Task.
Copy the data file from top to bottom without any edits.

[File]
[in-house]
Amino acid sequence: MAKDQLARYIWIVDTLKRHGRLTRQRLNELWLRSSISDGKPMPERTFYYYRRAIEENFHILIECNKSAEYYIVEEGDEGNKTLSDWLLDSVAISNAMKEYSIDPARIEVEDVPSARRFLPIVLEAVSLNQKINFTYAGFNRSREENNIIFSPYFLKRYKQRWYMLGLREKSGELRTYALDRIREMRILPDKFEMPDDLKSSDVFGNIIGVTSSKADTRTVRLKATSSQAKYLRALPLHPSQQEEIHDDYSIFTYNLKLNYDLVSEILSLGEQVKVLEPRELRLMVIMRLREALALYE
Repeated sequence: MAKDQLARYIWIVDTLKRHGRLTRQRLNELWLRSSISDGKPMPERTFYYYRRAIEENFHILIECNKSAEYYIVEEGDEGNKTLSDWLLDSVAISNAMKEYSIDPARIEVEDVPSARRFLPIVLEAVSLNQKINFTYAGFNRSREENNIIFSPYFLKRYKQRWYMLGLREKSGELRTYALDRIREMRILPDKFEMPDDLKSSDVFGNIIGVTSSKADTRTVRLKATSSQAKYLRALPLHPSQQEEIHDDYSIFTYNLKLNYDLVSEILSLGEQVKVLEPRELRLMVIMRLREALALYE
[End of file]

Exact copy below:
[in-house]
Amino acid sequence: MAKDQLARYIWIVDTLKRHGRLTRQRLNELWLRSSISDGKPMPERTFYYYRRAIEENFHILIECNKSAEYYIVEEGDEGNKTLSDWLLDSVAISNAMKEYSIDPARIEVEDVPSARRFLPIVLEAVSLNQKINFTYAGFNRSREENNIIFSPYFLKRYKQRWYMLGLREKSGELRTYALDRIREMRILPDKFEMPDDLKSSDVFGNIIGVTSSKADTRTVRLKATSSQAKYLRALPLHPSQQEEIHDDYSIFTYNLKLNYDLVSEILSLGEQVKVLEPRELRLMVIMRLREALALYE
Repeated sequence: MAKDQLARYIWIVDTLKRHGRLTRQRLNELWLRSSISDGKPMPERTFYYYRRAIEENFHILIECNKSAEYYIVEEGDEGNKTLSDWLLDSVAISNAMKEYSIDPARIEVEDVPSARRFLPIVLEAVSLNQKINFTYAGFNRSREENNIIFSPYFLKRYKQRWYMLGLREKSGELRTYALDRIREMRILPDKFEMPDDLKSSDVFGNIIGVTSSKADTRTVRLKATSSQAKYLRALPLHPSQQEEIHDDYSIFTYNLKLNYDLVSEILSLGEQVKVLEPRELRLMVIMRLREALALYE